5 Reasons Toby Gerhart Will Be the NFL's Biggest Surprise at RB
Peterson was in uniform and participated with the team during pregame warm-ups. But when the Vikings took the field for the opening kickoff, he was on the sidelines in street clothes, just as head coach Leslie Frazier had confirmed in last Tuesday's press conference.
In the offseason Frazier also indicated that Gerhart was going to play a larger role in the Vikings offense in 2012. Not a very surprising statement, since at the time Peterson was just recovering from surgery to repair both the ACL and MCL in his left knee. Yet, Gerhart, who enters his third season with the Vikings, is due.
The 2009 Heisman runner-up will have a breakout season as the Vikings' featured back until Peterson can demonstrate his knee is fully recovered.
Coming off his own knee injury, Gerhart is poised for a breakout season after two years playing behind Peterson. While this is a situation the Vikings were hoping to avoid, they absolutely have the right player ready to carry the load for Minnesota.
Here are five reasons Toby Gerhart will be the NFL's biggest surprise running back.
Toby Gerhart Has a History of Success
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In 2009, during his senior season at Stanford, Toby Gerhart led the nation in carries (343), rushing yards (1,871) and touchdowns (28).
His 28 rushing touchdowns not only set a Stanford Cardinal record, but is also the Pac-12 record for the most touchdowns in a season.
He won the Doak Walker Award, given to the nation's best running back, and finished second to Mark Ingram in the Heisman Trophy voting. Only 28 votes separated him from the award, the closest margin in the 75-year history of the trophy.
Gerhart also owns the California state high school record with 9,662 career rushing yards playing for Norco High School.
As Adrian Peterson's backup the past two years, he has not had the opportunity to showcase what he can do at this level.
The Offensive Line Will Be Much Improved
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Last season Toby Gerhart averaged 4.9 yards per carry, an increase of almost a full yard from his rookie season in 2010.
The Vikings' offensive line will be younger and should be better than last season with two new starters from last season.
Gone are guards Steve Hutchinson and Anthony Herrera. Charlie Johnson moves from left tackle to left guard, and second-year player Brandon Fusco takes over at right guard.
First-round draft pick Matt Kalil is set to anchor the left tackle position, and Phil Loadholt, a second-round draft pick in 2009, has only missed only one game in the last three seasons.
Gerhart Knows How to Score
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Even though Toby Gerhart has only scored five touchdowns in his two seasons with the Vikings, he has a nose for the end zone.
Not only does he own the Stanford single-season record for touchdowns with 28 as a senior, but his 44 career touchdowns in his career are also a record.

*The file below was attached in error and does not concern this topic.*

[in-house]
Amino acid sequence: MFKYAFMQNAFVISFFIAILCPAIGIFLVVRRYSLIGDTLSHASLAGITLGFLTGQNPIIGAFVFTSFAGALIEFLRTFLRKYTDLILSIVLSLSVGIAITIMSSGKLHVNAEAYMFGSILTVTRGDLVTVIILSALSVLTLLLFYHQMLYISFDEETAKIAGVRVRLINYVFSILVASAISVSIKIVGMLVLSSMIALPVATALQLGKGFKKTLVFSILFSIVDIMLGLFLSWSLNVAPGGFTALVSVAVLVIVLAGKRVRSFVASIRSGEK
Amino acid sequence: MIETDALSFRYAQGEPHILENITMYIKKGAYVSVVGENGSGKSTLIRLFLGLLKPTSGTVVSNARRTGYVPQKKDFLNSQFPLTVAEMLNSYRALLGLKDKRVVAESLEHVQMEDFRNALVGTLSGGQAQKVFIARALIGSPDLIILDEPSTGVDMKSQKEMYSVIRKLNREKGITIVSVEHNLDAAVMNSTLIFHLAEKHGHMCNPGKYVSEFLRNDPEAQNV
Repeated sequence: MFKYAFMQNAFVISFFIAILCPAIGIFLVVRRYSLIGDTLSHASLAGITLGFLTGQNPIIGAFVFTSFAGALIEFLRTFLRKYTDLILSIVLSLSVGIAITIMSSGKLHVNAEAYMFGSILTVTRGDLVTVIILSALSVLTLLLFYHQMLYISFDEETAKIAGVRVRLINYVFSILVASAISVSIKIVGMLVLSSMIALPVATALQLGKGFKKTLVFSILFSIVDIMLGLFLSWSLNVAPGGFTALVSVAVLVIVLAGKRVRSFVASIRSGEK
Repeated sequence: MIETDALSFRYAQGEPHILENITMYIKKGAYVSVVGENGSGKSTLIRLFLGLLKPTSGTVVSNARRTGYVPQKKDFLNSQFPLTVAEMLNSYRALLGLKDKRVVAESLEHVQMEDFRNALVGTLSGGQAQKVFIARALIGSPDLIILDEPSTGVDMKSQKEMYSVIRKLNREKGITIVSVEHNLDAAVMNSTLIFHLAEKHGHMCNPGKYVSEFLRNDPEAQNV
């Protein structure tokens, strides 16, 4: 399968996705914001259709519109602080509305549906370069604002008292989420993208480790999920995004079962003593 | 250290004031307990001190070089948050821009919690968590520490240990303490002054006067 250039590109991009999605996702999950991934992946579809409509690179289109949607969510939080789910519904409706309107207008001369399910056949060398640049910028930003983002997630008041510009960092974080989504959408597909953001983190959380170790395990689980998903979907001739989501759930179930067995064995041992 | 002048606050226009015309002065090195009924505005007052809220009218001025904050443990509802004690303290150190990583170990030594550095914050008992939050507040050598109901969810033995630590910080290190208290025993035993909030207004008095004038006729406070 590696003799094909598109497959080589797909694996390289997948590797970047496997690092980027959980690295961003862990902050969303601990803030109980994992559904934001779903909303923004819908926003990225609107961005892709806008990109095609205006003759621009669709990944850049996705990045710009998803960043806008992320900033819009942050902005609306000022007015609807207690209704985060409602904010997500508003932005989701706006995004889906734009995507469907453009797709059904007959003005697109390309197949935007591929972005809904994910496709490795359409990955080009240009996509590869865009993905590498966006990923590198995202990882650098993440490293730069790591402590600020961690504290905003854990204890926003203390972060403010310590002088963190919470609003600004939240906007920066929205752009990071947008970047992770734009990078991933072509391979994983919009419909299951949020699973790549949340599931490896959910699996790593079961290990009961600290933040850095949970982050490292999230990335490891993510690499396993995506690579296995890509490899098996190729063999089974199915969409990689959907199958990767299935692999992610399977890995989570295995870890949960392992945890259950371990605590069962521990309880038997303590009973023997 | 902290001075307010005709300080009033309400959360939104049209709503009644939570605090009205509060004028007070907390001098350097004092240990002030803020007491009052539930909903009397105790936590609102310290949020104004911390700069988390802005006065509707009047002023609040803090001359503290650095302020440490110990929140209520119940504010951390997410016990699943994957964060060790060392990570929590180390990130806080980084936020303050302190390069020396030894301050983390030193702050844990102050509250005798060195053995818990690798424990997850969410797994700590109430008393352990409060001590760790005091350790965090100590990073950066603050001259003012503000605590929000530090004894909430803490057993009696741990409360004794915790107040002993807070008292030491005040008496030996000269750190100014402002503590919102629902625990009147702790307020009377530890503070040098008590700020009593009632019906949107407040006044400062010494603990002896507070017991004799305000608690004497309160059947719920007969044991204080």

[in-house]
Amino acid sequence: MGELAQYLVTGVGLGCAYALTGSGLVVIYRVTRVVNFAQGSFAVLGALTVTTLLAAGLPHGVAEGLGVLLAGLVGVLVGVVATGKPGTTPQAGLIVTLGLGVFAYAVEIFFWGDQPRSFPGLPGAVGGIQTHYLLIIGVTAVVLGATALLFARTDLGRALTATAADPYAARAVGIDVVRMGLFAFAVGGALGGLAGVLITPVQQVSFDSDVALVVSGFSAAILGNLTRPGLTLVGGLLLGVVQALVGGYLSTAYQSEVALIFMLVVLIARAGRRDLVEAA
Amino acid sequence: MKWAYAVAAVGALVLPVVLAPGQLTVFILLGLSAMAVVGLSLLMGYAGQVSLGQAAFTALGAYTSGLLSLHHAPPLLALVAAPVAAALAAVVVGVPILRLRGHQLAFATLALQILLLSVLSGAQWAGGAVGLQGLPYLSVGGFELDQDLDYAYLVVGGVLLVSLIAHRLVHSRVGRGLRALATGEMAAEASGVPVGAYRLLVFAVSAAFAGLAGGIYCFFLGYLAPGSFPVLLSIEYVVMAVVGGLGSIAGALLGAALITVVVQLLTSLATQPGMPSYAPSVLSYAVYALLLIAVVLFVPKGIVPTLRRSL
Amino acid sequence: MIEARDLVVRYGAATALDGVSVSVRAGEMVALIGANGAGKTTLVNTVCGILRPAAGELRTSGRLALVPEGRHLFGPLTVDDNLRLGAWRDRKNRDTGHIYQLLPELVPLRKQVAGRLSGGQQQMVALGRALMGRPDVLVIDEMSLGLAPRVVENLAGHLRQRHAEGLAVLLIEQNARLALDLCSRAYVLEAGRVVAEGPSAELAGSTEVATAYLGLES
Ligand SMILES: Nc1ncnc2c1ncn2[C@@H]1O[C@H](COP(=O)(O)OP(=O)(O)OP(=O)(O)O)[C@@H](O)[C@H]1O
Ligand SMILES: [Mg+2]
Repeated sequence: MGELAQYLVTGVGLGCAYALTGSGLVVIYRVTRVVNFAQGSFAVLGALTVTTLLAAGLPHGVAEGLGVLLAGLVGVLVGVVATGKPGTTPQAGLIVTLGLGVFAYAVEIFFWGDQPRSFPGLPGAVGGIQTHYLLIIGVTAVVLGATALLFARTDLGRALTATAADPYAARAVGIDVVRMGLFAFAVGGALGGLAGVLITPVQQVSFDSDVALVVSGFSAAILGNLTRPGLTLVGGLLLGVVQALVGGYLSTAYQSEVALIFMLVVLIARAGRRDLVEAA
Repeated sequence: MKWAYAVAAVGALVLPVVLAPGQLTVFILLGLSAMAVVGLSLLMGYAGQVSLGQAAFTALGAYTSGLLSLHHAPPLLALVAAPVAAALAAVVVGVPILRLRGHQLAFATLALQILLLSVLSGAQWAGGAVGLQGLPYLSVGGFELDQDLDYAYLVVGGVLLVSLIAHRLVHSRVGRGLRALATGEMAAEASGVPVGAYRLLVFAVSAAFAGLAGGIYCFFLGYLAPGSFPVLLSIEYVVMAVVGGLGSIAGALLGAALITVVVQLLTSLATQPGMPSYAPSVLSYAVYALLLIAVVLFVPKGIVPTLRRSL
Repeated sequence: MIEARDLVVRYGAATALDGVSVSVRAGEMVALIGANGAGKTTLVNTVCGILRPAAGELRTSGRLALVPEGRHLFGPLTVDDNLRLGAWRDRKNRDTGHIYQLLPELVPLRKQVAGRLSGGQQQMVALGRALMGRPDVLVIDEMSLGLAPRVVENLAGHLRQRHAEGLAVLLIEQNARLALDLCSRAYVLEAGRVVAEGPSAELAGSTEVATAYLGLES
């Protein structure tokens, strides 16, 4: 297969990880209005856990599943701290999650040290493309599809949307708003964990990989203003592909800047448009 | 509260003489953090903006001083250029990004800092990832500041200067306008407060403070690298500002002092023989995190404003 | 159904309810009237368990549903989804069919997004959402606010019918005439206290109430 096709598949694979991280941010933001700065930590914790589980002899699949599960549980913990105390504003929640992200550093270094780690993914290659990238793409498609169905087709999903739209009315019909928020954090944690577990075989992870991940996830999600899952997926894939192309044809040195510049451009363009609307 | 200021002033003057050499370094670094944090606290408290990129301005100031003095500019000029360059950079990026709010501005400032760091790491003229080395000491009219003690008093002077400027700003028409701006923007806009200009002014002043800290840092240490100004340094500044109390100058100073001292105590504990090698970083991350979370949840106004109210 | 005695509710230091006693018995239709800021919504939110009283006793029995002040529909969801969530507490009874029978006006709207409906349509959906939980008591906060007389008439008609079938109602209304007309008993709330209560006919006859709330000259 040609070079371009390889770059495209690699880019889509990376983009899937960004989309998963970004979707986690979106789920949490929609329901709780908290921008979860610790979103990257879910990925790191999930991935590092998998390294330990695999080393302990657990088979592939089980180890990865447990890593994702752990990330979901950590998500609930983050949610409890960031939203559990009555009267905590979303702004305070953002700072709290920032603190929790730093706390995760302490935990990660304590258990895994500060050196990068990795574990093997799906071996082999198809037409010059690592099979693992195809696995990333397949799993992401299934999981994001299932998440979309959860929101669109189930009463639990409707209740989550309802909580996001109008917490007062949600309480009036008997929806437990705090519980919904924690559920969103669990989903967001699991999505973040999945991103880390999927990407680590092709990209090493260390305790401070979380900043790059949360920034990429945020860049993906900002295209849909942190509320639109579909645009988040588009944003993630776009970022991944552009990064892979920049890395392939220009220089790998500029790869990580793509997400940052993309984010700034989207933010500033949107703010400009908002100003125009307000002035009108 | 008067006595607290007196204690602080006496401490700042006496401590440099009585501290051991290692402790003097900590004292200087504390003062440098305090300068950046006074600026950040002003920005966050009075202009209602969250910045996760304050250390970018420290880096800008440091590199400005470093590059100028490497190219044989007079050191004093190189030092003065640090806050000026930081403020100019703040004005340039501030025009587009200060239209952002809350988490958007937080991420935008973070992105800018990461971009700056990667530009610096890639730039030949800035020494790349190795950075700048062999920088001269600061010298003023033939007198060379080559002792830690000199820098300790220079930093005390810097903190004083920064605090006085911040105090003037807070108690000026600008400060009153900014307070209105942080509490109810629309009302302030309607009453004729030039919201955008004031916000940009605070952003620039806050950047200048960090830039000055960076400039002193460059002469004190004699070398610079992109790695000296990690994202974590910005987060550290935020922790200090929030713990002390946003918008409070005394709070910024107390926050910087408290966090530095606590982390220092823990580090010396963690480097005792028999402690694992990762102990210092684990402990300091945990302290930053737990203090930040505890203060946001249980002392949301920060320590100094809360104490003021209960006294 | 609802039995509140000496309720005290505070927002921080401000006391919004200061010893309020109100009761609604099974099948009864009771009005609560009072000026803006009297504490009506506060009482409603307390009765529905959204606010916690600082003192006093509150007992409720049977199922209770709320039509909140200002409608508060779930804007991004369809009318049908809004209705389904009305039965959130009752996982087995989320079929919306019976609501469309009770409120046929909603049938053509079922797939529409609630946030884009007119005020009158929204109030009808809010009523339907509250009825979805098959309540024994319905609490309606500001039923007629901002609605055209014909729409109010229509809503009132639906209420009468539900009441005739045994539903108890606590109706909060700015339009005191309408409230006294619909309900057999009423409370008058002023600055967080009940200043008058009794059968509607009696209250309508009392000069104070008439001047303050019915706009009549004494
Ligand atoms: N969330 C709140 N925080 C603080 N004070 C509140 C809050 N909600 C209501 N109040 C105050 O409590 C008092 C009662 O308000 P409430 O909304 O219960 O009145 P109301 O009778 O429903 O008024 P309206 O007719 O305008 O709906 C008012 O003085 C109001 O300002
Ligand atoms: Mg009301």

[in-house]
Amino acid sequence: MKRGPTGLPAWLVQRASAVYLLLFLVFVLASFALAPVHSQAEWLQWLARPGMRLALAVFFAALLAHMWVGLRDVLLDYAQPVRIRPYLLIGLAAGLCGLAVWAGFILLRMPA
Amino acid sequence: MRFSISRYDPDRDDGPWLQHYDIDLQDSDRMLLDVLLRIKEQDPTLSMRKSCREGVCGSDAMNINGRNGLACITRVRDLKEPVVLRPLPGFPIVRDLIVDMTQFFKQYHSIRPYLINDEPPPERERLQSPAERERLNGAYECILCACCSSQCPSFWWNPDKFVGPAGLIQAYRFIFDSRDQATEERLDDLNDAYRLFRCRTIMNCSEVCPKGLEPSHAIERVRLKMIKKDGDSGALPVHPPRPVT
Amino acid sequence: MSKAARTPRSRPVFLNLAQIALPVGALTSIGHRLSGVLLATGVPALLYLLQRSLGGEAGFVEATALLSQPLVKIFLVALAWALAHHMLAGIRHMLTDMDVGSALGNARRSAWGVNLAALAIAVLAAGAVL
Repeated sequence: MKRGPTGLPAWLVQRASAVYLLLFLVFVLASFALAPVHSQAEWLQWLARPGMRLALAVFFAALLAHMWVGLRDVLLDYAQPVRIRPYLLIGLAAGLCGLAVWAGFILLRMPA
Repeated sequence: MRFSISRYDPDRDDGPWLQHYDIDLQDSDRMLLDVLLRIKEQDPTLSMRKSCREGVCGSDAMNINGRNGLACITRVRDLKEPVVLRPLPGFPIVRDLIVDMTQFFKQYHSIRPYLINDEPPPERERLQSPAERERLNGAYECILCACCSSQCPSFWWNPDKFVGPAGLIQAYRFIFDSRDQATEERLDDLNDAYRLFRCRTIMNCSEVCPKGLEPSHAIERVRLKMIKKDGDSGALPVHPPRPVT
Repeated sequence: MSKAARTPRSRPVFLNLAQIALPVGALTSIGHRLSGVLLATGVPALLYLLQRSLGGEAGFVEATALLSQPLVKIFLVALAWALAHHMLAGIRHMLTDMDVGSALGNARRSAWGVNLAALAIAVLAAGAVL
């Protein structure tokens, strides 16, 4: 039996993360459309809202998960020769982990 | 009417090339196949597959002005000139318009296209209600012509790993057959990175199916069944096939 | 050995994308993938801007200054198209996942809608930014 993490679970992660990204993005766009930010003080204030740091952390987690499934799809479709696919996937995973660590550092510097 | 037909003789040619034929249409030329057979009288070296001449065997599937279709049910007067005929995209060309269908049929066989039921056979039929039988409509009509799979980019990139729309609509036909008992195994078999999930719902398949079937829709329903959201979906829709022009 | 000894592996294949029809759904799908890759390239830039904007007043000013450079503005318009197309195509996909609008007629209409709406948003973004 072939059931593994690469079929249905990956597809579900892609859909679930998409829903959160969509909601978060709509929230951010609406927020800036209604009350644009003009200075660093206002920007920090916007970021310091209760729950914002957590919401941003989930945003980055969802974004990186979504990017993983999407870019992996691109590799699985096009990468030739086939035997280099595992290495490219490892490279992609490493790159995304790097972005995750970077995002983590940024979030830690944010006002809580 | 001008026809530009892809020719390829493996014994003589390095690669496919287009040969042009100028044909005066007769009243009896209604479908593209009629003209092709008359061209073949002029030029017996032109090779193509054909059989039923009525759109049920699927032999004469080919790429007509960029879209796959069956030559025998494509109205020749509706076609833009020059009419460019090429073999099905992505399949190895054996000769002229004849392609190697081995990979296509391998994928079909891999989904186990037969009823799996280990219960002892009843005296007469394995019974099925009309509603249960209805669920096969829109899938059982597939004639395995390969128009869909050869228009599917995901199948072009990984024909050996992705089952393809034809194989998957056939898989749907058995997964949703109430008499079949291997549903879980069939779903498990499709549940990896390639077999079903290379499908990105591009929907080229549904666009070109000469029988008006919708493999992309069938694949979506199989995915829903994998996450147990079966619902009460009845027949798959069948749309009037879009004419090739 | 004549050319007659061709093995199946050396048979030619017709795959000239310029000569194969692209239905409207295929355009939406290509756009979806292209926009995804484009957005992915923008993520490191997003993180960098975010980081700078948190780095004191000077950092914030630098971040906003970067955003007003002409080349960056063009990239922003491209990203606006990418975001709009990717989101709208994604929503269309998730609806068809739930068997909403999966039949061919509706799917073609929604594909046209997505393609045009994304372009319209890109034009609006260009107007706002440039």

Playing behind Adrian Peterson, who averages 13 rushing touchdowns per year, has limited his opportunities to break the plane of the end zone.
The one area that Gerhart may actually excel at over Peterson is touchdown catches. In five seasons Peterson has only three receiving touchdowns. Gerhart caught three touchdown passes last year.
Toby Gerhart Is as Good as AP
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Toby Gerhart has had two seasons to work along side Adrian Peterson, the best running back in the NFL.
Gerhart is not the same type of runner as Peterson. At 6'0" and 235 pounds, he's built more like a fullback than the 6'2", 217-pound Peterson, but he was just as effective out of the backfield.
Last season Peterson averaged 4.7 yards on 208 carries, while Gerhart averaged 4.9 yards on 109 carries.
Before anyone points out that Peterson played a little banged up before his knee injury, his career average over five seasons is 4.8 yards per carry. In his rookie season Peterson averaged more than 4.9 yards per carry. In 2007 he had a 5.6-yard average.
Gerhart Is Going to Get the Carries
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All the running, jumping and cutting that he has done cannot take the place of carrying the football in a game situation with defenders hitting you.
When he returns to the lineup, he will be rusty.
Gerhart, who is second on the team through three preseason games with 17 carries, will be more prepared for when the games start to count.
With only 199 carries over the past two seasons he has not taken as many hits as Peterson, and should be in great condition to carry the bulk of the running game for the Vikings.
Last season he finished with 531 yards, second on the Vikings to Peterson's 970 yards, on 99 fewer attempts.
Gerhart, with the bulk of the team's carries as season opens, will surprise many with how effective he will be.
Once Peterson returns to form, the Vikings will have a formidable tandem at running back.
All Gerhart needed was a chance to step out from Peterson's shadow, and now he has it.